If TRUNK (HOTEL) were a person, here’s how they’d likely be described: That friend who’s always in the know, but never flaunts it; whose work is creative and takes them places; whose home and wardrobe are just the right mix of designer and vintage; who’s mindful of eating organic and vegan, but also loves to tuck into something hearty; and who strikes the perfect balance between socialite and soul searcher.

All of these traits you’ll find in abundance at TRUNK, from the buzzing bar and lounge area – a hip hub for laptop-wielding nomads, coffee-breakers, and pre-party meetups – to the one-of-a-kind guestrooms, each of which has its own theme and atmosphere. And all of them are based around the key concept of “socializing” – not just in the sense of mingling, but also in the sense of social responsibility and social purpose. Because what’s the point of living out your dreams if there is no meaning attached?

To convey this philosophy, TRUNK (HOTEL), which will be celebrating its first anniversary in May, focuses on five elements: environment, local first, health, diversity, and culture. Based in the Harajuku/Jingumae district within Shibuya, the hotel is positioned in a neighborhood known for its long history of cultural trendsetting. And TRUNK (HOTEL) is doing a superb job of carrying on the tradition.

The attention to detail here is neverending, and the innovative use of recycled materials inspiring. The wood used for design accents throughout the hotel, for example, has been repurposed from old Japanese homes, and the bean bag chairs dotted around on the outdoor public terrace are made from old ship’s sails (labels are sewn on each bean bag showing the name of the ship, the harbor, the sail type, the sail manufacturer and edition number).

Paying attention to staying local, TRUNK (HOTEL)’s in-room snacks and drinks are sourced from Japanese suppliers, many of them independent and organic. You’ll find treats like vegan cookies, granola, dried fruit, craft beer, organic ginger ale, fresh fruit juice, and drip bag coffee. Your cups, coasters, and other crockery items are made from recycled materials – the glasses, for example, were once fluorescent lightbulbs.

In the bathroom, there are TRUNK-branded organic amenities, robes made in collaboration with local company Sitateru, and beach sandals made from waste materials in place of the usual disposable slippers. Best of all, when you realize you want each and every item on offer in your own home, you can buy all of them at the TRUNK (STORE) downstairs.

Tokyo Weekender Trunk Hotel Store

There are 15 guestrooms to choose from, ranging from singles to a 140 square-meter, double-story suite that boasts a kitchen, lounge, dining room, and terrace area with outdoor bath (and will most probably make you decide you’ve discovered your dream home). Each room features original artworks, and small homely touches such as a bundle of secondhand books on a shelf (we were impressed to spy artist Peter Puklus’ photo book The Epic Love Story of a Warrior).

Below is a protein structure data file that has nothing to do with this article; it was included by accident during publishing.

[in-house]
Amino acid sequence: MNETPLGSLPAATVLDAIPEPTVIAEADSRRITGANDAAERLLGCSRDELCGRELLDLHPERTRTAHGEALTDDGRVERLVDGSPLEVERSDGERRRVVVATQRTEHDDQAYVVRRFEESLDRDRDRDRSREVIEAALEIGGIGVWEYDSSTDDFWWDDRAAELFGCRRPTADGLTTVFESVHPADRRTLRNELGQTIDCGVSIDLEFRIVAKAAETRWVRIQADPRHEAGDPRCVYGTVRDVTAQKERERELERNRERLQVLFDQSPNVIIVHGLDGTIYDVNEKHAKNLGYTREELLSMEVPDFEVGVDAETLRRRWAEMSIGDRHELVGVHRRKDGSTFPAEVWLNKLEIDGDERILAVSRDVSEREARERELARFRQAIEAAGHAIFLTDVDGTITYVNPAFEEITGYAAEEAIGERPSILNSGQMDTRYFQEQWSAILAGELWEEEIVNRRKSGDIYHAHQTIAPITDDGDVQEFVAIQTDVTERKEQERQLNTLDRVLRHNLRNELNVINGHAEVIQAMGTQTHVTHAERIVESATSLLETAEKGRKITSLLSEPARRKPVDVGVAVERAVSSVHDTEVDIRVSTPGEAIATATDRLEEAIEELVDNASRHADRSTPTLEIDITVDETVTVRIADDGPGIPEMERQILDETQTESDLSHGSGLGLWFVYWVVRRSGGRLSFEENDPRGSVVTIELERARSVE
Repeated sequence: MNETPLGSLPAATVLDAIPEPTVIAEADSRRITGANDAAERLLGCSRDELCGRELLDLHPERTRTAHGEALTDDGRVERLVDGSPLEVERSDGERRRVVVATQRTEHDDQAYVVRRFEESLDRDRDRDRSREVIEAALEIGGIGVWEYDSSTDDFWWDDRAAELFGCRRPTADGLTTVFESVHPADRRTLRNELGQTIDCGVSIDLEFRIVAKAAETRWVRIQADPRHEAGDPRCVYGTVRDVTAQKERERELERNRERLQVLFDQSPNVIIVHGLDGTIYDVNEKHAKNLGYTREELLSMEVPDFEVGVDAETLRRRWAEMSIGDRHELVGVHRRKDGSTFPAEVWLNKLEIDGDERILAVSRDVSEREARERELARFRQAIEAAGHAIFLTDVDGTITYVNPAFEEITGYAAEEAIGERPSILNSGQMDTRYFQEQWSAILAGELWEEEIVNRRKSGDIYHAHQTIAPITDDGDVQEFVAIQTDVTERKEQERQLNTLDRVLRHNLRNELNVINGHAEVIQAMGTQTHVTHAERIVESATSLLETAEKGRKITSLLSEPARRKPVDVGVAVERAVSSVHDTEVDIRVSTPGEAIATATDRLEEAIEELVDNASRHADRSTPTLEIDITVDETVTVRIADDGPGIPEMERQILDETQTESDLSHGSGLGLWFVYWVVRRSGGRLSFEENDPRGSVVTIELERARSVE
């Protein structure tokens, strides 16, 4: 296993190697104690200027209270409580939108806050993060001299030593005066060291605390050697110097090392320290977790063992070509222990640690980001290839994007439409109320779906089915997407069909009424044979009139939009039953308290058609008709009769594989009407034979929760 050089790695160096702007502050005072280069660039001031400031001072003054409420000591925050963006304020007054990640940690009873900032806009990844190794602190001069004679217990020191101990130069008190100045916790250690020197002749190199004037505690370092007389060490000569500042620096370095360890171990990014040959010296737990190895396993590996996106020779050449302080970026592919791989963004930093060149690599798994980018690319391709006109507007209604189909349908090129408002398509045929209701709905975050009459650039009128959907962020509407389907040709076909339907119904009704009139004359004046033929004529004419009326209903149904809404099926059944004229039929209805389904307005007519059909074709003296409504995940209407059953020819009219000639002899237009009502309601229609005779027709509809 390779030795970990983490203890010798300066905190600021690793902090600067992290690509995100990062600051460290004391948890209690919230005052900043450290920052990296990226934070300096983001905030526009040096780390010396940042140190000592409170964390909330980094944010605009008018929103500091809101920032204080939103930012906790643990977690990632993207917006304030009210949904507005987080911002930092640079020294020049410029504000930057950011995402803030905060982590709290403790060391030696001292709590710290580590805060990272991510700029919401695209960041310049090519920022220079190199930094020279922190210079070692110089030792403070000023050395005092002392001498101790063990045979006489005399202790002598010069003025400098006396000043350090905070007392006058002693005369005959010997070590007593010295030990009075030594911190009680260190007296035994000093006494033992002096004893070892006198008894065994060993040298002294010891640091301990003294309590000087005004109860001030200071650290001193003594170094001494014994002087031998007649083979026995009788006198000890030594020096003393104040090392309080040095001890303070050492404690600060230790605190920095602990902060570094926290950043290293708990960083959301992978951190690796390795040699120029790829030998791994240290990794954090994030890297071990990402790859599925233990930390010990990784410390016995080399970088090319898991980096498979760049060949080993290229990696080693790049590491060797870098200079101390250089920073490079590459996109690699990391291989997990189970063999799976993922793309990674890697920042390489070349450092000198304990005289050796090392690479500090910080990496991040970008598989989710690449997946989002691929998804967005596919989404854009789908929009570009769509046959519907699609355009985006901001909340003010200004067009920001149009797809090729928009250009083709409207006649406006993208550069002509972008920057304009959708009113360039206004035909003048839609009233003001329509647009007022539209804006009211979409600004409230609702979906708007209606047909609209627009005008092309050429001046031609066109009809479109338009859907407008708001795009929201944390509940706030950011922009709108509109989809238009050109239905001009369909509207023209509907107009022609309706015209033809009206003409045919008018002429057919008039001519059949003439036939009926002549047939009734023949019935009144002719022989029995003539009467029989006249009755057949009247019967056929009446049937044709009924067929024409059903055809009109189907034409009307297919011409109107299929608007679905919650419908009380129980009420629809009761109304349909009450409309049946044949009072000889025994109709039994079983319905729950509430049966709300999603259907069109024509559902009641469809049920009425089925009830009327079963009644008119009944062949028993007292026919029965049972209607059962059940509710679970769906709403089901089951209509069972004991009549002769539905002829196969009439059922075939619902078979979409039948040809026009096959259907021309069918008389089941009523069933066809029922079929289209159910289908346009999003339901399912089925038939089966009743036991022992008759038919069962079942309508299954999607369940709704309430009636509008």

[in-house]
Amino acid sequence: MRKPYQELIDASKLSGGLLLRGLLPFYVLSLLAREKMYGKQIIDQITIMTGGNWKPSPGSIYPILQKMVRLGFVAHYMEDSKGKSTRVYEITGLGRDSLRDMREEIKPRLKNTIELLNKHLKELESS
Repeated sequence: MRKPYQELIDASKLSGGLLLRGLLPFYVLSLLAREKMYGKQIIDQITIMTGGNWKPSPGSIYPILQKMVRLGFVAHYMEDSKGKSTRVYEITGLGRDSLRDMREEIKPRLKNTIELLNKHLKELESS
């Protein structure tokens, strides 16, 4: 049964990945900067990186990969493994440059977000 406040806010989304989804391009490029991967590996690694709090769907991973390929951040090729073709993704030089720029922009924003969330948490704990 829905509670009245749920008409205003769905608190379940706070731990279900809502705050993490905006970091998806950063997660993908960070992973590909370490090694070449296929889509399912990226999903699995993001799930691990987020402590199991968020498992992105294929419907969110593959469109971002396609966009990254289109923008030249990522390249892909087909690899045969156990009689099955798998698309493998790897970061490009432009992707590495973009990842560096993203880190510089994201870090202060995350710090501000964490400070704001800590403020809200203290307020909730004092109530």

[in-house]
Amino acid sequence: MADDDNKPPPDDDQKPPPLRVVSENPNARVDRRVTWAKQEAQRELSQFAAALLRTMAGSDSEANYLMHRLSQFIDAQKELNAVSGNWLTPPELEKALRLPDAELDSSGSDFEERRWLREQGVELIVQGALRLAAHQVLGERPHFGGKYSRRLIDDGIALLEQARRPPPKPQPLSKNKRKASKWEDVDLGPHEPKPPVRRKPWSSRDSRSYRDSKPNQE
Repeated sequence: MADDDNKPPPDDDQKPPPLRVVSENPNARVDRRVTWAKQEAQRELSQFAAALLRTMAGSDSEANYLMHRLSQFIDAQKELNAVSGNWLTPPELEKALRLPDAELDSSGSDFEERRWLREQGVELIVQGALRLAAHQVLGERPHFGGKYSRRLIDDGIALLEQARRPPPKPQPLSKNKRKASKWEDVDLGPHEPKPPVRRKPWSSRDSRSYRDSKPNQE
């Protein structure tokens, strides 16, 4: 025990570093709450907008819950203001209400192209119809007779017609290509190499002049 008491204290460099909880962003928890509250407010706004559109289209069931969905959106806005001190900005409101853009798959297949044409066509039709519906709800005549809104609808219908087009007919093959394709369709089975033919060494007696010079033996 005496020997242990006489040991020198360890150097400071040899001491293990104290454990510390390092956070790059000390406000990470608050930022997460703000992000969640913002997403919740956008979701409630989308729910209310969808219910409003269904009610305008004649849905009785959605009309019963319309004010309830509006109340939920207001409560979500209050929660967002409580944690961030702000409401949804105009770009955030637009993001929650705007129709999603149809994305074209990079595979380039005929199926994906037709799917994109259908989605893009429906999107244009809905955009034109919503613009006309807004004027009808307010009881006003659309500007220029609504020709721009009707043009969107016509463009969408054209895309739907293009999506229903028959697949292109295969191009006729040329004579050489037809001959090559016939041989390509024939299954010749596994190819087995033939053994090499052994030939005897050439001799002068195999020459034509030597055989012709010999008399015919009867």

Back downstairs, TRUNK (KITCHEN) offers all-day dining starting from a delicious brunch menu which was “created with Chef Tani and inspired by ichiju-sansai, or one soup and three dishes, which is the traditional Japanese concept of a well-balanced meal,” says Food Director Makoto Mitsuhashi. “There are vegan and gluten-free options too.” The bistro restaurant combines elements of Japanese food traditions with other diverse food cultures to create a multinational “Tokyo-ness.” It is suitably cozy inside for wintry evenings, but also offers terrace dining for warmer weather, a chef’s table, and a private room for special occasions.

Tokyo Weekender Trunk Kitchen

Over on the other side of the terrace – which is beautifully illuminated after sunset – you’ll find TRUNK (KUSHI). As the name suggests, this cute yet elegant space serves up kushi dishes, which refers to skewered foods, giving overseas visitors the chance to experience Shibuya’s soul food without feeling intimidated or unsure of what to order. When we dropped by, it was mid-February and one corner of the restaurant featured a kotatsu (a table with blanket and heater to keep legs and feet warm). Towards the end of February, however, this area of the restaurant was undergoing renovations, so if you visit from March onwards, you can look forward to a renewed space.

Of course, TRUNK (HOTEL)’s socializing concept would not be complete without a selection of stylish event spaces. For those who might be looking for a wedding venue, the chapel, designed by Jamo Associates, is modern and minimalist. Guests can enjoy a view of Harajuku’s surrounding rooftops while waiting for the bride, and afterwards, the party can move to one of the hotel’s four beautiful banquet halls, which range from 140 to 265 square meters. For an inner-city special occasion, it doesn’t get much more special – or meaningful – than this.

For TRUNK (HOTEL) map and contact details, see our Concierge listing.

Tokyo Weekender Trunk hotel chapel

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